1.5 times the unladen or kerb mass of the motor vehicle if the trailer is fitted with brakes; or

The unloaded mass of the motor vehicle if the trailer is not fitted with brakes.

It should be noted, however, that the above will rarely apply as apart from using a truck, just about every vehicle that is likely to be used for towing a caravan, boat trailer, horsefloat or similar has a manufacturer’s towing recommendation.

Owners of 4WDs and light commercial vehicles should also be careful that they do not exceed the Gross Combined Mass (G.C.M.) of the vehicle. The GCM refers to the maximum vehicle plus its load, including a trailer, is permitted to weigh. It is possible that when a motor vehicle is loaded with, for example, five adults, their luggage and camping gear that the maximum allowable trailer mass has to be reduced so as to not exceed the GCM.

While this may sound a little confusing, it is important that this is considered so as to not void the warranty or insurance.

Speed Limits When Towing:

Open road speed limit.

Please note that the normal open road speed limit is 100km/h unless sign posted otherwise.

South Australia:

Normal sign posted speed limits apply.

ACT, New South Wales, Queensland, Victoria & ACT:

As for South Australia.


In Tasmania all vehicles towing trailers or caravans must abide by the posted speed limit, unless the trailer or caravans has a GVM of 12 tonnes or more. Highways in Tasmania have speed limits of 100km/h and 110km/h. Therefore the driver of a vehicle towing a trailer or caravan can drive at the posted speed as long as it is safe to do so.

Western Australia:

100 km/h when towing a caravan or trailer..

Northern Territory:

Safe speed for prevailing conditions on the open road.

Motorists should remember that in some cases motor vehicle manufacturers place speed restrictions on a vehicle when towing over a certain mass. Ford only permits 100km/h if the load is less than 1200 kg. At 1600 kg this drops to 90km/h. The speed further reduces until at 2300 kg, 80km/h is the maximum. Holden takes a similar approach but also ties the vehicle speed to the type of towing equipment fitted. Spending a few minutes reading the trailer towing section in the owners manual is highly recommended.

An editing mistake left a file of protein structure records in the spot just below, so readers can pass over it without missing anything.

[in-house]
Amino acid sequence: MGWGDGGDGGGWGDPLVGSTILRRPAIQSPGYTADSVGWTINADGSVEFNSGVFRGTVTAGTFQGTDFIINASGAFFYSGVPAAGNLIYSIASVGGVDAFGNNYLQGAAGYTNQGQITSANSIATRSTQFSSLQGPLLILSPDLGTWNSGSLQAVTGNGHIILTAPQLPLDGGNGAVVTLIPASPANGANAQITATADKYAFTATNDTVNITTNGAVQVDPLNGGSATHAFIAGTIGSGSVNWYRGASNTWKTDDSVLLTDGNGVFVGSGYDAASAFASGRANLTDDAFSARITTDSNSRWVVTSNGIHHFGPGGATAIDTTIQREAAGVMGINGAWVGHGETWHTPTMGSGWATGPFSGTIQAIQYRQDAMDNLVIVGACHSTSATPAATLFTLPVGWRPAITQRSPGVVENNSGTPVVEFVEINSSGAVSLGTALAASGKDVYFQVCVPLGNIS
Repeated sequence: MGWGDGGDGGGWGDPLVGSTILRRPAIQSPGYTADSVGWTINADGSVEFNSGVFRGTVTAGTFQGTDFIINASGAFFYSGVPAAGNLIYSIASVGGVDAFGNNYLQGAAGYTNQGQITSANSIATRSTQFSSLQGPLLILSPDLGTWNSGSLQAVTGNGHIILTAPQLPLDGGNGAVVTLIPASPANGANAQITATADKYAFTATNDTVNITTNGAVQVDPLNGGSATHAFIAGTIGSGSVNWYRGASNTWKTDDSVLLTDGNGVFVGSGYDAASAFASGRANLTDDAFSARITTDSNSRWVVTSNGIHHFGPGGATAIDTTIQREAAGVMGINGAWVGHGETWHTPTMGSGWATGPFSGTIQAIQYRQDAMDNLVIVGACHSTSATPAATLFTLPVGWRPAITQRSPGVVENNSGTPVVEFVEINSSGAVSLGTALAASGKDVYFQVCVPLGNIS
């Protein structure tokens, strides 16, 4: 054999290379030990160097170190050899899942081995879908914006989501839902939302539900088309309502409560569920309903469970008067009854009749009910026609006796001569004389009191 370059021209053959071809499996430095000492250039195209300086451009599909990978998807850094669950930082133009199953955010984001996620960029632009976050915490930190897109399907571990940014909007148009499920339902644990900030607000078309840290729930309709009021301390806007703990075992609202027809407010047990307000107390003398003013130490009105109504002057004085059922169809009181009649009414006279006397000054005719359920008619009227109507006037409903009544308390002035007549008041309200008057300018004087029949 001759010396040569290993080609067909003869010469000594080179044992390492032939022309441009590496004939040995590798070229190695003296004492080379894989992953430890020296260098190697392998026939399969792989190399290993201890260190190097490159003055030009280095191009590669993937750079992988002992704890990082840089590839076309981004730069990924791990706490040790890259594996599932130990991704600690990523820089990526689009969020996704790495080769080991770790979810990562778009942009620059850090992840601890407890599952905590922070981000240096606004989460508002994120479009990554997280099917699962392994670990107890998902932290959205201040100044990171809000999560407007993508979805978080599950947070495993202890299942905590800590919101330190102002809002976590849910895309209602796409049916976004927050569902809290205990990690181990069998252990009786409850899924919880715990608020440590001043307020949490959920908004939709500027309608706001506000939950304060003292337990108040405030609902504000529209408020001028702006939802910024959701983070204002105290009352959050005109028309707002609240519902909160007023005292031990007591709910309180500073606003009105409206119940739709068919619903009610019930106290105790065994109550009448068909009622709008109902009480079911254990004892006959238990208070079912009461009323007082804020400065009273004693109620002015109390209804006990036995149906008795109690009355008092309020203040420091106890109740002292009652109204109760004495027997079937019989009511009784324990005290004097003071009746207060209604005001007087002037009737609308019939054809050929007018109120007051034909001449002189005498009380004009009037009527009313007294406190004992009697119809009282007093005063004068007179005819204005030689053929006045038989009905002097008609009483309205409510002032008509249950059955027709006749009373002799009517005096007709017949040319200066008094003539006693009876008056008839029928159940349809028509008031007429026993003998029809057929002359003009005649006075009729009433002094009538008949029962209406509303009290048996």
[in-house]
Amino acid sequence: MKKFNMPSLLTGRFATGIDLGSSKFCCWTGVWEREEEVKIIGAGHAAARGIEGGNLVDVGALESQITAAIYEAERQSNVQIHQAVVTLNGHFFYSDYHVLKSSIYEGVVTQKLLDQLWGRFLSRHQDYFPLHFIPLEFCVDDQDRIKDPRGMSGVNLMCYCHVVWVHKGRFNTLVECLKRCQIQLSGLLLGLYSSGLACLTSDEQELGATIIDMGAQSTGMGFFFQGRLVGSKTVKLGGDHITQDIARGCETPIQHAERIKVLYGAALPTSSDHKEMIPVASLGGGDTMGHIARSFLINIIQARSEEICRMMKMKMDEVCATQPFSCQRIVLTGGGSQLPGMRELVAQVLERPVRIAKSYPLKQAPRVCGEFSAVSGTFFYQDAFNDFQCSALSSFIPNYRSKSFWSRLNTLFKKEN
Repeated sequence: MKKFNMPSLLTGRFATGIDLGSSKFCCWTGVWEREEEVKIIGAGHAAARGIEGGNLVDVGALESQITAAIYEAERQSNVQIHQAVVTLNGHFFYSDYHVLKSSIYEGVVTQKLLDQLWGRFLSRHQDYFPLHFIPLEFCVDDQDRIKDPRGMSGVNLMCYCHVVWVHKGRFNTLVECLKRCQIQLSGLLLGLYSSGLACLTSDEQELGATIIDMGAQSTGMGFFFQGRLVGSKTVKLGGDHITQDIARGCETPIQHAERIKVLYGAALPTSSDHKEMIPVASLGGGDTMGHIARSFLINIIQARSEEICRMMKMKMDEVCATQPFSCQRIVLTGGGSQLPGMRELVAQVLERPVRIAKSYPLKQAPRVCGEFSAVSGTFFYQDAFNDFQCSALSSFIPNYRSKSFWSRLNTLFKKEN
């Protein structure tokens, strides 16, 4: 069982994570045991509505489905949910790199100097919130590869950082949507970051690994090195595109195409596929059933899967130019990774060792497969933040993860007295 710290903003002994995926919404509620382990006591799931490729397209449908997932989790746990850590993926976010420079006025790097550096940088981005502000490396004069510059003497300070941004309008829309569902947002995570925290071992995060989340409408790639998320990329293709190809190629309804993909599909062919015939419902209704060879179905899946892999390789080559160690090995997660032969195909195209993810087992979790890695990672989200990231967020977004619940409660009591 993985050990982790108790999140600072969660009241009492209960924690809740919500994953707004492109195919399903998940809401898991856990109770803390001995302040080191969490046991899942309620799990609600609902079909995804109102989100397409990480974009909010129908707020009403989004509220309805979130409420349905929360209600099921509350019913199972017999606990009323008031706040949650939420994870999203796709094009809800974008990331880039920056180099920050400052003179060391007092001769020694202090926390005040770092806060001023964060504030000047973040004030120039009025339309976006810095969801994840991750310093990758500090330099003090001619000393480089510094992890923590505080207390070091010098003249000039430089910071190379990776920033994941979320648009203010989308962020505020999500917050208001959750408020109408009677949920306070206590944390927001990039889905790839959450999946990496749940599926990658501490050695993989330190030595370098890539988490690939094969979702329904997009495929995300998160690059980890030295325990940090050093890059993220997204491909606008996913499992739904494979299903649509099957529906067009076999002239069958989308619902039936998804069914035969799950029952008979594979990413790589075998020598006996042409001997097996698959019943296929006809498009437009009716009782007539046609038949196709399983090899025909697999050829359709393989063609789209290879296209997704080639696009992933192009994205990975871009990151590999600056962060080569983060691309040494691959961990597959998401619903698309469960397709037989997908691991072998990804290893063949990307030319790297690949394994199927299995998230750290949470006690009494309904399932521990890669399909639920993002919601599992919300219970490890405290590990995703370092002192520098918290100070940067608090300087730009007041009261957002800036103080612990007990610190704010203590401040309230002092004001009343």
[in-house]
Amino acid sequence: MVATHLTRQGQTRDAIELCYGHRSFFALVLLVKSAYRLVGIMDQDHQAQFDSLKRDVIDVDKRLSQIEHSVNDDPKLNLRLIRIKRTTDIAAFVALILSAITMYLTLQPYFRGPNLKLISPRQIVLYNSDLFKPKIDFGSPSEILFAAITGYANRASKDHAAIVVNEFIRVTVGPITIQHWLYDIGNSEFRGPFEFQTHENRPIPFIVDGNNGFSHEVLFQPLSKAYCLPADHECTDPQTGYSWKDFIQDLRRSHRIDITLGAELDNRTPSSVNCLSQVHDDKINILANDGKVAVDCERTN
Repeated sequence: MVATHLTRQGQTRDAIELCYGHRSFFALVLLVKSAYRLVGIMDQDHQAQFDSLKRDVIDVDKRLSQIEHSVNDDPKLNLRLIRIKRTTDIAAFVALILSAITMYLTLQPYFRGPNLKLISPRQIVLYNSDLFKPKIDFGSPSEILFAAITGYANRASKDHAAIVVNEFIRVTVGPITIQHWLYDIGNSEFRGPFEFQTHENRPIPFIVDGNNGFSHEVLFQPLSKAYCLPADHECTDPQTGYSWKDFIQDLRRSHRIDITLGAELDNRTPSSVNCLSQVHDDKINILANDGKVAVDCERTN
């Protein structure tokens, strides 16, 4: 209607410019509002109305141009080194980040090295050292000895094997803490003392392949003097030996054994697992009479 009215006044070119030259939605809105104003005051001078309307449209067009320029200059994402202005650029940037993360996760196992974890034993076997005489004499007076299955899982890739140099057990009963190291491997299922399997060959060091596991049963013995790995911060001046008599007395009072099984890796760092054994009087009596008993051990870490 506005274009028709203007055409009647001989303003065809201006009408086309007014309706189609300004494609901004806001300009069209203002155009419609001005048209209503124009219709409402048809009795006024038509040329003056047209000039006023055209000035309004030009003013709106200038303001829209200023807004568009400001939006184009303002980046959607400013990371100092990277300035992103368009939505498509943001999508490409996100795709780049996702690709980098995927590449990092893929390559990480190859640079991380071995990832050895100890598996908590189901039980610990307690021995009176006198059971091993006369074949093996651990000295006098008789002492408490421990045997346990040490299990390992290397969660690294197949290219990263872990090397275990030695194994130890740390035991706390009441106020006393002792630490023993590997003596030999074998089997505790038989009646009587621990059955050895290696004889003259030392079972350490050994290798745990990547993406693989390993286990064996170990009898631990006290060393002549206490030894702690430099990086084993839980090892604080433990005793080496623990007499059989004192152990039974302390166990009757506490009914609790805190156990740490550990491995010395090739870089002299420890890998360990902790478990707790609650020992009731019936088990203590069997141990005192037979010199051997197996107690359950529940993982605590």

Towing Equipment:

Another area of concern involves the fitting of other than original towing equipment, particularly where the car manufacturer has a ‘towing package’. Examples are the current model Commodore rated at 2100 kg towing capacity and the Falcon which is now rated at 2300 kg.

In the cases of the Commodore there are up to 15 items that make up the towing pack. Ford’s list somewhat fewer for the Falcon. Simply fitting a 2100 kg towbar to the former or 1 2300 kg to the latter does not automatically upgrade the vehicles to the respective capacity recommended by the manufacturer.

In this case manufacturer’s warranties could well be considered void if some damage was caused to the vehicle and it was discovered that the other required items has not been installed. Included in these are special brake pads for Falcons and underbody heat shield on the Commodores.

The above doesn’t mean that it is always necessary to fit genuine equipment. It is important, however, to consult someone experienced in towing equipment to ensure that the correct equipment is chosen and fitted.

Reproduced courtesy of Tom Olthoff of ‘Caratech Consultants’ & ‘Caravan World Magazine’.

Graphics supplied by ‘Hayman Reese’ & ‘Mitsubishi Motors Australia Ltd’.